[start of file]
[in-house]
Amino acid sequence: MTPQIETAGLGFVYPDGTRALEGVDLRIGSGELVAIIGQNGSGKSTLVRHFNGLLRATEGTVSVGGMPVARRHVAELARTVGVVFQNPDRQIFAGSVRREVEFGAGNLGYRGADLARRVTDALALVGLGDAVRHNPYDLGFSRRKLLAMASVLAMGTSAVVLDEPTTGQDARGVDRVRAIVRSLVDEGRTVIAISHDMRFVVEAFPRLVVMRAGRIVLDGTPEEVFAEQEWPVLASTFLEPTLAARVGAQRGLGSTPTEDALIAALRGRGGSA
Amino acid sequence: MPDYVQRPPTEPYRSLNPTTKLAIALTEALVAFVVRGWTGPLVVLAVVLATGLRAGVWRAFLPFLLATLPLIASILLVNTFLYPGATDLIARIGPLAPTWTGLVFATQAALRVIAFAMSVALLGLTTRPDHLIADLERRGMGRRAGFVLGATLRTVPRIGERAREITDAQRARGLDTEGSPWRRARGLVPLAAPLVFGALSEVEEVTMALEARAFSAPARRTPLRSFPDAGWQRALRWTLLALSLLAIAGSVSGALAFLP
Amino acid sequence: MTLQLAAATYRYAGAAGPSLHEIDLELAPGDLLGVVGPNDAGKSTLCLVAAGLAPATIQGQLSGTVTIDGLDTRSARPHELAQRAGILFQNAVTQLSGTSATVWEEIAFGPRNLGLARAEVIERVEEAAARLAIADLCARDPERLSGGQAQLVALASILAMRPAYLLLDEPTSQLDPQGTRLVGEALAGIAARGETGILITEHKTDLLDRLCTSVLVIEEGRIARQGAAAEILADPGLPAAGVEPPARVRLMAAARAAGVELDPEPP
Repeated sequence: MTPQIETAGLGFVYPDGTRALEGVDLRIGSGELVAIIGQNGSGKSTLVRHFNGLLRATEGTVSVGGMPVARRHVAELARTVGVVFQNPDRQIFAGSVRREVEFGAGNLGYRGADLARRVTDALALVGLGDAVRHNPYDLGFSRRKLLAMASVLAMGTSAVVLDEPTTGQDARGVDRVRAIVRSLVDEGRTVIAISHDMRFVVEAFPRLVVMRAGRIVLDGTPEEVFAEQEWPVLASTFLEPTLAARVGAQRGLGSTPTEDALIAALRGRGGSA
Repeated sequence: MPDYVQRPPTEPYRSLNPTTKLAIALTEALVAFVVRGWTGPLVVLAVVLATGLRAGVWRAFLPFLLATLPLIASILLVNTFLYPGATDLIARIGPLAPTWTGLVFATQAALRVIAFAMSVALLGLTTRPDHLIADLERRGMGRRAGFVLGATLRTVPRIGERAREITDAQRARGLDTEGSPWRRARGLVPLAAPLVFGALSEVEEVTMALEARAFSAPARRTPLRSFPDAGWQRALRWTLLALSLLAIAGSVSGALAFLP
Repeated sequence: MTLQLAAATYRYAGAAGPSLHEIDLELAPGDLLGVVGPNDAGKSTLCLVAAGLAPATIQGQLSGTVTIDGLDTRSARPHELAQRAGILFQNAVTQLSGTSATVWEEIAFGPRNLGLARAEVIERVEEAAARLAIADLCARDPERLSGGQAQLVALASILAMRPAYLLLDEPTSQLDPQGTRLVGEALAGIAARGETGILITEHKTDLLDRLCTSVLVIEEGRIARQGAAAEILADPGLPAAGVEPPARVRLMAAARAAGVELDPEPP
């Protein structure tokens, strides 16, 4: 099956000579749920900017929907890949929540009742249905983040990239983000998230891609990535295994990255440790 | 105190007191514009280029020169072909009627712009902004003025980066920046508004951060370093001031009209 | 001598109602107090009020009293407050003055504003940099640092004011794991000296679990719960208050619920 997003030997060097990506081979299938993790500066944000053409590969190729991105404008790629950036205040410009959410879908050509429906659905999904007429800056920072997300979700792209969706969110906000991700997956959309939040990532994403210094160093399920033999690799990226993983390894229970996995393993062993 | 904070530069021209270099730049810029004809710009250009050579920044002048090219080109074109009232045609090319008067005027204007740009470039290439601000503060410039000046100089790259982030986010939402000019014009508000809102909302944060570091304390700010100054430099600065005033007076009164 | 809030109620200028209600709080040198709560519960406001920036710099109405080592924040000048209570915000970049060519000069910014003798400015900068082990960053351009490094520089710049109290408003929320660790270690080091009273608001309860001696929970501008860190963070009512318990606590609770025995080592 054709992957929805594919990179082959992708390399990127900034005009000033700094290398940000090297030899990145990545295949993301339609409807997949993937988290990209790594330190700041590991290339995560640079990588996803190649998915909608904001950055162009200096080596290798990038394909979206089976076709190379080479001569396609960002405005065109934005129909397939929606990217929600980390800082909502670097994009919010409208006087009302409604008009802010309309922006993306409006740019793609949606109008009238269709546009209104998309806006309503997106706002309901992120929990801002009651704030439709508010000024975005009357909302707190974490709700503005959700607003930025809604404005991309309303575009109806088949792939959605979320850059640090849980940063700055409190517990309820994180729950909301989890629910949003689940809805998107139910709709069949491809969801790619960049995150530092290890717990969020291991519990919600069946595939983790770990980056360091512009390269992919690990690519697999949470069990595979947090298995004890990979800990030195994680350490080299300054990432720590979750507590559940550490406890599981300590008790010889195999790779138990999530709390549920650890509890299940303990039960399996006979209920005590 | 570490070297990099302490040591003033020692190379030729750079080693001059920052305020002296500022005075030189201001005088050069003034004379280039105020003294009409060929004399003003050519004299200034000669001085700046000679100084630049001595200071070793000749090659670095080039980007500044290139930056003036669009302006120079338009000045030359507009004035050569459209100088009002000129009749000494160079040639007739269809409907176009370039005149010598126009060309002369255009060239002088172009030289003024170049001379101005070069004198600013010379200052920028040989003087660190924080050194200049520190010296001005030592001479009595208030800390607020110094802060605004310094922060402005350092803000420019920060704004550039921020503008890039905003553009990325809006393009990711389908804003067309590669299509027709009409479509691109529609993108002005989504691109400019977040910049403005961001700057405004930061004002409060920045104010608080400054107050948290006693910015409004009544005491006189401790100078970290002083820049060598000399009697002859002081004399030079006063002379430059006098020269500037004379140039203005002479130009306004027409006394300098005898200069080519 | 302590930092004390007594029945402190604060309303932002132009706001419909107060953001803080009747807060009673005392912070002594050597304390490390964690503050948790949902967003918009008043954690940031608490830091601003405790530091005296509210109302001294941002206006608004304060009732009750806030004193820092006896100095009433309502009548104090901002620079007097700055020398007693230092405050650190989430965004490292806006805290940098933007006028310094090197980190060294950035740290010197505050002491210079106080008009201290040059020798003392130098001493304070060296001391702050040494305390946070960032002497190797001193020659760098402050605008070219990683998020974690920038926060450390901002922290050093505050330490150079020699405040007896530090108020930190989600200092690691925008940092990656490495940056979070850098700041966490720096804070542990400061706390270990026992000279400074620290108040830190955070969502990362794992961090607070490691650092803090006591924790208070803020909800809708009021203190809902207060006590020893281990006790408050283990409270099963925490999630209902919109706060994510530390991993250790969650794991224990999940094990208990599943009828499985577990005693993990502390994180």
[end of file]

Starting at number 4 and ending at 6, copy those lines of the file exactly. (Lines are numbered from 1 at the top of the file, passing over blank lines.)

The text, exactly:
Amino acid sequence: MTLQLAAATYRYAGAAGPSLHEIDLELAPGDLLGVVGPNDAGKSTLCLVAAGLAPATIQGQLSGTVTIDGLDTRSARPHELAQRAGILFQNAVTQLSGTSATVWEEIAFGPRNLGLARAEVIERVEEAAARLAIADLCARDPERLSGGQAQLVALASILAMRPAYLLLDEPTSQLDPQGTRLVGEALAGIAARGETGILITEHKTDLLDRLCTSVLVIEEGRIARQGAAAEILADPGLPAAGVEPPARVRLMAAARAAGVELDPEPP
Repeated sequence: MTPQIETAGLGFVYPDGTRALEGVDLRIGSGELVAIIGQNGSGKSTLVRHFNGLLRATEGTVSVGGMPVARRHVAELARTVGVVFQNPDRQIFAGSVRREVEFGAGNLGYRGADLARRVTDALALVGLGDAVRHNPYDLGFSRRKLLAMASVLAMGTSAVVLDEPTTGQDARGVDRVRAIVRSLVDEGRTVIAISHDMRFVVEAFPRLVVMRAGRIVLDGTPEEVFAEQEWPVLASTFLEPTLAARVGAQRGLGSTPTEDALIAALRGRGGSA
Repeated sequence: MPDYVQRPPTEPYRSLNPTTKLAIALTEALVAFVVRGWTGPLVVLAVVLATGLRAGVWRAFLPFLLATLPLIASILLVNTFLYPGATDLIARIGPLAPTWTGLVFATQAALRVIAFAMSVALLGLTTRPDHLIADLERRGMGRRAGFVLGATLRTVPRIGERAREITDAQRARGLDTEGSPWRRARGLVPLAAPLVFGALSEVEEVTMALEARAFSAPARRTPLRSFPDAGWQRALRWTLLALSLLAIAGSVSGALAFLP